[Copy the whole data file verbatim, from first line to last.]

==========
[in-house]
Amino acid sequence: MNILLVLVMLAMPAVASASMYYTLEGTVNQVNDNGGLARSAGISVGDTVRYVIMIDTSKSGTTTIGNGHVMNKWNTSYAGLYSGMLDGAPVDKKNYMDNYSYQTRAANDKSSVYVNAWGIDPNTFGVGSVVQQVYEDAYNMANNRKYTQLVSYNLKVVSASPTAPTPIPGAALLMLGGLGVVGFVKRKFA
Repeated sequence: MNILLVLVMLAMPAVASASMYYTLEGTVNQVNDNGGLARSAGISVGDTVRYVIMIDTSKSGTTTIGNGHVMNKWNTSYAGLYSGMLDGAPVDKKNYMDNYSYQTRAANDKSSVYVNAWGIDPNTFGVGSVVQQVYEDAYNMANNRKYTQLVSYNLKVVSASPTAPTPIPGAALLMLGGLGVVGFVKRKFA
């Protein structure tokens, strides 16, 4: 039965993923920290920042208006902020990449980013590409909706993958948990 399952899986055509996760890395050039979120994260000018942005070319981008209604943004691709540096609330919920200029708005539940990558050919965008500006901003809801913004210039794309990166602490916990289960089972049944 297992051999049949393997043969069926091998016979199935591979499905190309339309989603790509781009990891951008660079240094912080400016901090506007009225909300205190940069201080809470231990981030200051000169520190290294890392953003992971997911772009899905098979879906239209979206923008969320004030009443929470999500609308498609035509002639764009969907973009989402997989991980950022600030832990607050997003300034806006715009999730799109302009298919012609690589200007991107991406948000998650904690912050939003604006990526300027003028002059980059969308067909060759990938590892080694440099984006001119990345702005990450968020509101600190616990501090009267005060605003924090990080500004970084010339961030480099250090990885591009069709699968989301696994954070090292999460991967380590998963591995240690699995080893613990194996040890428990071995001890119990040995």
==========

[in-house]
Amino acid sequence: MNILLVLVMLAMPAVASASMYYTLEGTVNQVNDNGGLARSAGISVGDTVRYVIMIDTSKSGTTTIGNGHVMNKWNTSYAGLYSGMLDGAPVDKKNYMDNYSYQTRAANDKSSVYVNAWGIDPNTFGVGSVVQQVYEDAYNMANNRKYTQLVSYNLKVVSASPTAPTPIPGAALLMLGGLGVVGFVKRKFA
Repeated sequence: MNILLVLVMLAMPAVASASMYYTLEGTVNQVNDNGGLARSAGISVGDTVRYVIMIDTSKSGTTTIGNGHVMNKWNTSYAGLYSGMLDGAPVDKKNYMDNYSYQTRAANDKSSVYVNAWGIDPNTFGVGSVVQQVYEDAYNMANNRKYTQLVSYNLKVVSASPTAPTPIPGAALLMLGGLGVVGFVKRKFA
């Protein structure tokens, strides 16, 4: 039965993923920290920042208006902020990449980013590409909706993958948990 399952899986055509996760890395050039979120994260000018942005070319981008209604943004691709540096609330919920200029708005539940990558050919965008500006901003809801913004210039794309990166602490916990289960089972049944 297992051999049949393997043969069926091998016979199935591979499905190309339309989603790509781009990891951008660079240094912080400016901090506007009225909300205190940069201080809470231990981030200051000169520190290294890392953003992971997911772009899905098979879906239209979206923008969320004030009443929470999500609308498609035509002639764009969907973009989402997989991980950022600030832990607050997003300034806006715009999730799109302009298919012609690589200007991107991406948000998650904690912050939003604006990526300027003028002059980059969308067909060759990938590892080694440099984006001119990345702005990450968020509101600190616990501090009267005060605003924090990080500004970084010339961030480099250090990885591009069709699968989301696994954070090292999460991967380590998963591995240690699995080893613990194996040890428990071995001890119990040995």